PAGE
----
Vitamin C is water-soluble, and probably the most famous of all the vitamins. Even before its discovery in 1932, physicians recognised that there must be a compound in citrus fruits preventing scurvy, a disease that killed as many as 2 million sailors between 1500 and 1800. Later researchers discovered that man, other primates and the guinea pig depend on external sources to cover their Vitamin C requirements. Most other animals are able to synthesise Vitamin C from glucose and galactose in their body. The most prominent role of Vitamin C is its immune stimulating effect, which is important for the defence against infections such as common colds. It also acts as an inhibitor of histamine, a compound that is released during allergic reactions. As a powerful antioxidant it can neutralise harmful free radicals and aids in neutralising pollutants and toxins. Thus it is able to prevent the formation of potentially carcinogenic nitrosamines in the stomach (due to consumption of nitrite-containing foods, such as smoked meat). Importantly, Vitamin C is also able to regenerate other antioxidants such as Vitamin E. Vitamin C is required for the synthesis of collagen, the intercellular 'cement' substance which gives structure to muscles, vascular tissues, bones, tendons and ligaments. Due to these functions Vitamin C, especially in combination with zinc, is important for the healing of wounds. Vitamin C contributes to the health of teeth and gums, preventing haemorrhaging and bleeding. It also improves the absorption of iron from the diet, and is needed for the metabolism of bile acids, which may have implications for blood cholesterol levels and gallstones. In addition, Vitamin C plays an important role in the synthesis of several important peptide hormones and neurotransmitters and carnitine. Finally, Vitamin C is also a crucial factor in the eye's ability to deal with oxidative stress, and can delay the progression of advanced age-related macular degeneration (AMD) and vision-loss in combination with other antioxidant vitamins and zinc.
Akman S, Canakci V, Kara A, Tozoglu U, Arabaci T, Dagsuyu IM. Therapeutic Effects of Alpha-lipoic acid and Vitamin C on Alveolar Bone Resorption After Experimental Periodontitis in Rats. A Biochemical, Histochemical and Stereologic Study. 1. J Periodontol. 2012 Jun 15. [Epub ahead of print]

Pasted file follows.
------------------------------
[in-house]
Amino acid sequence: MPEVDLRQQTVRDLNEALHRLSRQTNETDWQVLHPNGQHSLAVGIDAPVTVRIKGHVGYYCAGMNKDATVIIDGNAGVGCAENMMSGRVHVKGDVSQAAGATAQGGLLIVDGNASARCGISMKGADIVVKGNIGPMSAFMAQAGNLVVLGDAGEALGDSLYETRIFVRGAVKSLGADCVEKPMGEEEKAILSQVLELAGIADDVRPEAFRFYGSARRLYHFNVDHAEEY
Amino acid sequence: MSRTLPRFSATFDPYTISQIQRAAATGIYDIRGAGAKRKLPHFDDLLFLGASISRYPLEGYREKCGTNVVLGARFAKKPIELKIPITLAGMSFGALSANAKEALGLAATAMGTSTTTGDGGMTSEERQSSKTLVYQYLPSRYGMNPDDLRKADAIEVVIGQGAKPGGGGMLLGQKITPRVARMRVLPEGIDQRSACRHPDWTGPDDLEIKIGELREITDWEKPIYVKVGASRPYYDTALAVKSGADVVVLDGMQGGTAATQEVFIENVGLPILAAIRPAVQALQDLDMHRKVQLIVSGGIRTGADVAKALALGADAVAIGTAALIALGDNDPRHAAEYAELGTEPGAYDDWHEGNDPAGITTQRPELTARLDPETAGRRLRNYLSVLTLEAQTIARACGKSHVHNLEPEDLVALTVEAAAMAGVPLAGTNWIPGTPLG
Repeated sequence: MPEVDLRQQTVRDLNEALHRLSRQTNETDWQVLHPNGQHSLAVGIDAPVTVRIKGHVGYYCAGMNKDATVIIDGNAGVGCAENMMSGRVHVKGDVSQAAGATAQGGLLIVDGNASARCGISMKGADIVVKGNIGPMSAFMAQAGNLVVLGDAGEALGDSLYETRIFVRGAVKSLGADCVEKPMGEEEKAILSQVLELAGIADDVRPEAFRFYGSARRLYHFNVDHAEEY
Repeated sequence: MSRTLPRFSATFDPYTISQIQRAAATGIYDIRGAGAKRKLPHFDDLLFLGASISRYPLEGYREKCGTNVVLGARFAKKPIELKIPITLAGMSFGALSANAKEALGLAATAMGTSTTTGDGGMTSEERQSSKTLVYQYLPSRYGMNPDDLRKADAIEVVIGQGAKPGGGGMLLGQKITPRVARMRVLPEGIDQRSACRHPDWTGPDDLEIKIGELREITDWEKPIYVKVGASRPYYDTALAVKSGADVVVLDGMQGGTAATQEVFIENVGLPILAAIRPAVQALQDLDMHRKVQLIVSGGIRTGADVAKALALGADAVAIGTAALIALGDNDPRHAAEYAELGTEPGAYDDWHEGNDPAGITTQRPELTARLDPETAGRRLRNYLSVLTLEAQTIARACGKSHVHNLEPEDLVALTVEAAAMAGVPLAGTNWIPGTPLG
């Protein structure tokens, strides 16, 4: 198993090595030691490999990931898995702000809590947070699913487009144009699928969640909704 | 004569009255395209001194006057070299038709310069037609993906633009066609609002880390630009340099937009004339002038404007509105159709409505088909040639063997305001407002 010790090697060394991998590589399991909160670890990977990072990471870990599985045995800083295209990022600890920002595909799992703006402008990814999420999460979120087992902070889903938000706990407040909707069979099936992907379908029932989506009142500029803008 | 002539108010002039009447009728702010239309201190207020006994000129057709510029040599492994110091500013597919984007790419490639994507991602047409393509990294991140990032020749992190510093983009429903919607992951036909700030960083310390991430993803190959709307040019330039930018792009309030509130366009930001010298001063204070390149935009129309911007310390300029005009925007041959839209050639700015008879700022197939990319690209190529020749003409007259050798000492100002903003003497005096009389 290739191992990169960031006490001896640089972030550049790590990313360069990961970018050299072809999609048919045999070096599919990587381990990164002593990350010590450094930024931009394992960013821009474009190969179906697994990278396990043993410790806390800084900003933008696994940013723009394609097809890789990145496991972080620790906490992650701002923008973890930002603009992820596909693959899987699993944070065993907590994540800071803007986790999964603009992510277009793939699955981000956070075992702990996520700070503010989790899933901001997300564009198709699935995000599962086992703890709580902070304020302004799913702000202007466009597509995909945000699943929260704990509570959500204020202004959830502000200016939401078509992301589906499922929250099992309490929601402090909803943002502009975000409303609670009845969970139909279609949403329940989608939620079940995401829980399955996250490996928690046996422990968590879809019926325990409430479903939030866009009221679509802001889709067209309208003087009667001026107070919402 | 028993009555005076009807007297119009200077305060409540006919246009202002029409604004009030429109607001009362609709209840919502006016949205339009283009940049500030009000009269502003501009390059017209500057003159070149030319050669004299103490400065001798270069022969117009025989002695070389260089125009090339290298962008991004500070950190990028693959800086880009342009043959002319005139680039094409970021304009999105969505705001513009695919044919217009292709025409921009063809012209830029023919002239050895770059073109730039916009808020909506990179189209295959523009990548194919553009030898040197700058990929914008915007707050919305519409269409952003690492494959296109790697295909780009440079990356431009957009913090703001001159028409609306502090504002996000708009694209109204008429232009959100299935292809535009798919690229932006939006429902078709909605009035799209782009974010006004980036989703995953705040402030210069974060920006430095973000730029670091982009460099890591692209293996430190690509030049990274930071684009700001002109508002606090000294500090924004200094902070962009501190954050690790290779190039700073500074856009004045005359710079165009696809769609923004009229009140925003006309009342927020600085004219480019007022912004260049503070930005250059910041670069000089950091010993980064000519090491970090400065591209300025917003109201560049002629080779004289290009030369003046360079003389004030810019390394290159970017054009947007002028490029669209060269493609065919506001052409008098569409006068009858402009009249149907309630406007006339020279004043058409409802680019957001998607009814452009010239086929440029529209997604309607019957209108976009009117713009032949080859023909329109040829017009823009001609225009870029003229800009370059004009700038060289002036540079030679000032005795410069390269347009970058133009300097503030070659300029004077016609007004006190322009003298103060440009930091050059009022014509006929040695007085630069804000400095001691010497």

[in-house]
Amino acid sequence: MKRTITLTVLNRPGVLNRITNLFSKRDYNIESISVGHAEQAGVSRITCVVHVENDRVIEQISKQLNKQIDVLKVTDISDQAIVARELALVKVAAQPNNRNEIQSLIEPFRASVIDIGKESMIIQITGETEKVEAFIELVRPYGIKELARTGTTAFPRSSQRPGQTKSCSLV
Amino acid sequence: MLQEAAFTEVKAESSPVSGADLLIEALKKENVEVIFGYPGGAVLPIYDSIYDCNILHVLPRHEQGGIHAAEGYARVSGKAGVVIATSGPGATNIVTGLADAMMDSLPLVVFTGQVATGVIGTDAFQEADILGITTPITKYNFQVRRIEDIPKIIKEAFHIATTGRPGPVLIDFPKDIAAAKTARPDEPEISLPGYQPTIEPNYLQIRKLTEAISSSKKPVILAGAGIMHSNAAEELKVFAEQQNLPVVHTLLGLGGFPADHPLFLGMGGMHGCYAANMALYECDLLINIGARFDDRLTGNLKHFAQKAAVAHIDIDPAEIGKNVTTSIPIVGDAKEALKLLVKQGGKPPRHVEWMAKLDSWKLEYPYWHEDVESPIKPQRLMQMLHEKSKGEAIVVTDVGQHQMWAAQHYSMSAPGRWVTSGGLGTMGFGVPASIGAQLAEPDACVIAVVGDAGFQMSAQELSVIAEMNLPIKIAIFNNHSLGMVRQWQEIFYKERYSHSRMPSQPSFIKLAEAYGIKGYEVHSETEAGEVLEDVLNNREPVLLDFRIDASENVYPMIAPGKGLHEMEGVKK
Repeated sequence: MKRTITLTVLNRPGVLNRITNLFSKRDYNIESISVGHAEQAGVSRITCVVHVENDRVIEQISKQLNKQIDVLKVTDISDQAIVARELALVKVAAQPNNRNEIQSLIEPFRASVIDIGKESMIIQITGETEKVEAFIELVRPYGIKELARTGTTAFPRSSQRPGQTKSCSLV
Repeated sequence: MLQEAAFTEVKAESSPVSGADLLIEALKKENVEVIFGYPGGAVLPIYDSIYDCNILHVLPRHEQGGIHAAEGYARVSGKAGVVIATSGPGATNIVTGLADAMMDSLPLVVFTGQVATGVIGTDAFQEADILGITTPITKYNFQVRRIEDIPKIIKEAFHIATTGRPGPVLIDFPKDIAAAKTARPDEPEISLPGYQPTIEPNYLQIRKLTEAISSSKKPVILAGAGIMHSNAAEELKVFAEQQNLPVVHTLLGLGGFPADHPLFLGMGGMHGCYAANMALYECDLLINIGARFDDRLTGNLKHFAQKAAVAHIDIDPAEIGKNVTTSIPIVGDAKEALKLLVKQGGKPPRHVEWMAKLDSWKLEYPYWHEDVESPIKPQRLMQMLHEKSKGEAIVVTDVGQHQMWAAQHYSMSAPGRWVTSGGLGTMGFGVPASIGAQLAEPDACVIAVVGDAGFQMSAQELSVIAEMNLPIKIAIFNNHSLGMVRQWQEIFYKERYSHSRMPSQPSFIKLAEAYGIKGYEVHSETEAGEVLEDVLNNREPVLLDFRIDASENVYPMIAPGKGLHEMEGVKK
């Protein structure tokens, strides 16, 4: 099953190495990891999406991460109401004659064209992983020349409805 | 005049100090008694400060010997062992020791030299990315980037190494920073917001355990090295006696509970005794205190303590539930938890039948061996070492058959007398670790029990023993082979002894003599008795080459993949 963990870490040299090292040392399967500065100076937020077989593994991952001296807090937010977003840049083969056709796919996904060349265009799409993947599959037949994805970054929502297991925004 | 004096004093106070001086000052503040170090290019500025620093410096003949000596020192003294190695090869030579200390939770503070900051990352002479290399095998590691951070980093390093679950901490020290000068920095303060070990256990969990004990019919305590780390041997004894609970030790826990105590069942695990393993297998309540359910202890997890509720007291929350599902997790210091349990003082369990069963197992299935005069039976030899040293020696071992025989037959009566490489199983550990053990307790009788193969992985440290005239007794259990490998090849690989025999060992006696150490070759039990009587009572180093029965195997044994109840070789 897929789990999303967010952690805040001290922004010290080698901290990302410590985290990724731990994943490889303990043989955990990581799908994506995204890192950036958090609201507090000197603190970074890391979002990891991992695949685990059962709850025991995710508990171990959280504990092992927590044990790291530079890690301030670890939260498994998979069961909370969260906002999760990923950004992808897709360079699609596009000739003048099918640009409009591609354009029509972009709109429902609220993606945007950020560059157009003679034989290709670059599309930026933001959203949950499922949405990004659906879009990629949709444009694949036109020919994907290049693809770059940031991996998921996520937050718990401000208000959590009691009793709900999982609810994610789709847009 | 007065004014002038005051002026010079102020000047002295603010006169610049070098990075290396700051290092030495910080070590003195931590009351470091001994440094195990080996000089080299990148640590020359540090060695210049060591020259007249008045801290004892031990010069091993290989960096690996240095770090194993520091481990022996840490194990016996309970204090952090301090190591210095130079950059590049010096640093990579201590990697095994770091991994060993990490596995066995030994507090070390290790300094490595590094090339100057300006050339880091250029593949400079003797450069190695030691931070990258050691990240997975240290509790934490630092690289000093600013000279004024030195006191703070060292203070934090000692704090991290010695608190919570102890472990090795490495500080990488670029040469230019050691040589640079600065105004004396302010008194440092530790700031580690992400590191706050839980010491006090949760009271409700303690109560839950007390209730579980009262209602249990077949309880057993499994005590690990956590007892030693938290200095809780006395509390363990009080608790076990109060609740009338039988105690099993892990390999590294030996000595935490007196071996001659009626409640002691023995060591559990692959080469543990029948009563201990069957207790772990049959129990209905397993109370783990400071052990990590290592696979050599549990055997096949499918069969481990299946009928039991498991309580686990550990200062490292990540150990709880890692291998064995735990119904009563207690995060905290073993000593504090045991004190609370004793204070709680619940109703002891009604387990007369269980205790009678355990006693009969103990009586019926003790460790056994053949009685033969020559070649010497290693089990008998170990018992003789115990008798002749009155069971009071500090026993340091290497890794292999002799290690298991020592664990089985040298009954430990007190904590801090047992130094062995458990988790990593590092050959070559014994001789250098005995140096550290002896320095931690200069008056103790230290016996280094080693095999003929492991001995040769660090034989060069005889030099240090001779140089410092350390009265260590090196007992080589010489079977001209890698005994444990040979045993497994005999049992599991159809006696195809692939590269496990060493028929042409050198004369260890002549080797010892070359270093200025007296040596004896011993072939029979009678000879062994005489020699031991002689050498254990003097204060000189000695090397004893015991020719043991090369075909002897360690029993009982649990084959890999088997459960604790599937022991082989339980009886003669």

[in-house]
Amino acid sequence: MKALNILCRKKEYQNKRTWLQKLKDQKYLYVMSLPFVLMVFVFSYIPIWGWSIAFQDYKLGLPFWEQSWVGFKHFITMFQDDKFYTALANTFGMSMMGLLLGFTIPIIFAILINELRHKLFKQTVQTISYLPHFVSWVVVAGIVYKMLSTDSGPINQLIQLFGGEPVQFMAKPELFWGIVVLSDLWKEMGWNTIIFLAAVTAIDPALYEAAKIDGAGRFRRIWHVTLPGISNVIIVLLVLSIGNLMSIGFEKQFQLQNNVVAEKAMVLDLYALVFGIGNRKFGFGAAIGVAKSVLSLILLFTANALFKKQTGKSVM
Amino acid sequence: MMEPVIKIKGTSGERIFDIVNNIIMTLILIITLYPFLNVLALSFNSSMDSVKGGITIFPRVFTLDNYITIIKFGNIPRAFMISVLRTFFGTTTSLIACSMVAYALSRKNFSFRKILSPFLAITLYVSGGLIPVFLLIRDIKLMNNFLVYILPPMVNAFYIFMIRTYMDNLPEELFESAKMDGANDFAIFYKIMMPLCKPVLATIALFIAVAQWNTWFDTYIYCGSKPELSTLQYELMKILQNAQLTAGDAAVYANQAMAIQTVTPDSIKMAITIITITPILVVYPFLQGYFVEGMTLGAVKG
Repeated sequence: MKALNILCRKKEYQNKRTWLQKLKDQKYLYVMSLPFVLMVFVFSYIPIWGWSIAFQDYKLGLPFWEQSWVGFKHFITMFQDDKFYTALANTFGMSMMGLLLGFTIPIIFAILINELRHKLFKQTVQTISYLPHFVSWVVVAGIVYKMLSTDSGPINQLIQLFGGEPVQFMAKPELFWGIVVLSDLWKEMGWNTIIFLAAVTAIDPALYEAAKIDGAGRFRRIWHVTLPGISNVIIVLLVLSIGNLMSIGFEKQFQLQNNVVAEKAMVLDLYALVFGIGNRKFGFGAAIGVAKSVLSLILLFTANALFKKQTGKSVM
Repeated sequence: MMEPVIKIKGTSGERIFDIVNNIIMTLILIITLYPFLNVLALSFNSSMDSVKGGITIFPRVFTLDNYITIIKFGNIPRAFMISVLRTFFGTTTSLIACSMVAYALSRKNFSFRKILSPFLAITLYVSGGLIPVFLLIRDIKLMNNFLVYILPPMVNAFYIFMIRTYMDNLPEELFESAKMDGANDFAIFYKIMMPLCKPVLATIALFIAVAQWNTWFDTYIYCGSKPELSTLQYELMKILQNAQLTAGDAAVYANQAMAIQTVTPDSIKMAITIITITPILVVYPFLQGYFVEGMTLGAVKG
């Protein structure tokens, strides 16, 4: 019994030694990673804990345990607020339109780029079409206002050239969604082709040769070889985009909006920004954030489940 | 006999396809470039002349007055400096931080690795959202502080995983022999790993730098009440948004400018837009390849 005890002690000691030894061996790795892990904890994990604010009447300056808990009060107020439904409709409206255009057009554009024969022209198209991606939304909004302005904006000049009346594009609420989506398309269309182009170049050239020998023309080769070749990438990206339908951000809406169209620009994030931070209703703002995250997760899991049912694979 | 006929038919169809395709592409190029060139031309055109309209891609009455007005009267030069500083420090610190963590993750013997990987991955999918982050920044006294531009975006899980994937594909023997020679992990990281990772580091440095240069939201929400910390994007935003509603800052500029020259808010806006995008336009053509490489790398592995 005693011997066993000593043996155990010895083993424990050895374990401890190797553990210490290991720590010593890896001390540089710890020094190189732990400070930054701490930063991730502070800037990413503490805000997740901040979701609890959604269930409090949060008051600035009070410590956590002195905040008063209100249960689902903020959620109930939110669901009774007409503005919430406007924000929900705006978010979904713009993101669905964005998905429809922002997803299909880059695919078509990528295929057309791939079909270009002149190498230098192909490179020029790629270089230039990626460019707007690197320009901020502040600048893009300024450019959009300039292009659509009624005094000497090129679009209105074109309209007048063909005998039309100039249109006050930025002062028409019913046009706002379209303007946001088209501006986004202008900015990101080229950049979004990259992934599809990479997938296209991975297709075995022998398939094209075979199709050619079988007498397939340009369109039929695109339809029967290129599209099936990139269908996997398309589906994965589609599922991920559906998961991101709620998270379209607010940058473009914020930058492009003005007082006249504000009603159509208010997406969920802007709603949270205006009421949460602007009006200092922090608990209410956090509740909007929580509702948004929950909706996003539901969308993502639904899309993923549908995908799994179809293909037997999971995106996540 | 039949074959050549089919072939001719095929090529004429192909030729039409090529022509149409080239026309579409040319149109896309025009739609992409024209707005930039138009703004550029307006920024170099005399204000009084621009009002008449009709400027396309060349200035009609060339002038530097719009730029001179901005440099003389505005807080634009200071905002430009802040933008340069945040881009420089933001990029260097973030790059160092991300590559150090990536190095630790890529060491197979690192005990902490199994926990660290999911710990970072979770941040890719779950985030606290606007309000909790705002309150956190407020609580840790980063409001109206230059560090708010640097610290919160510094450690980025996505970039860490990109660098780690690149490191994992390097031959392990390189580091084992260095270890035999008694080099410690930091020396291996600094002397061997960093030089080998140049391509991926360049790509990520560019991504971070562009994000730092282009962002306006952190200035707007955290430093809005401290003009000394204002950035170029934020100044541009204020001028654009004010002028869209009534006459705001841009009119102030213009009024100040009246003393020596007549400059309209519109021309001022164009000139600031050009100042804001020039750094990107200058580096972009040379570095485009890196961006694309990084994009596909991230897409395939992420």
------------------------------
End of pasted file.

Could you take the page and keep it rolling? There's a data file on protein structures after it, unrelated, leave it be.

Background: Alpha-Lipoic acid (ALA) and Vitamin C (Vit-C) are very important vitamin and powerful antioxidant which have been used for the treatment of many diseases. The present study aimed to investigate the role of ALA and Vit-C substances in the treatment of alveolar bone resorption in periodontal diseases. Methods: Thirty six Wistar albino male rats were randomly divided into four groups as follows: Control (C), experimental Periodontitis group (PED), experimental Periodontitis treated with ALA (ALA) and experimental Periodontitis group treated with ALA+Vit-C combination (ALA+Vit-C). Experimental Periodontitis was simulated by placing ligatures around the necks of teeth for 5 weeks. After ligature removal, PED group was given a single intra gastric dose of 1 ml saline, while ALA and ALA+Vit-C groups were treated with intra-gastric dose of 50 mg/kg of ALA and ALA+Vit-C for 15 days, respectively. Serum Bone alkaline Phosphatase (B-ALP) levels and myeloperoxidase activity in gingival tissues were analyzed. In order to evaluate the osteoclast activation, expression of activated receptor activator nuclear factor kappa B ligand (RANKL) and bone density index (BDI) were examined stereologically in the bone sections obtained from the mandibles of the rats. Results: The results showed statistically significant differences between the PED group and antioxidant treated groups according to B-ALP, MPO, RANKL and BDI values (p<0.05). ALA and ALA+Vit-C treatments exhibited beneficial effects on the mesial/distal periodontal bone support at the ligature-induced Periodontitis tooth areas. Conclusion: This study evidenced that ALA and Vit-C treatment provided therapeutic effects on inhibition of alveolar bone resorption and periodontal tissue destruction.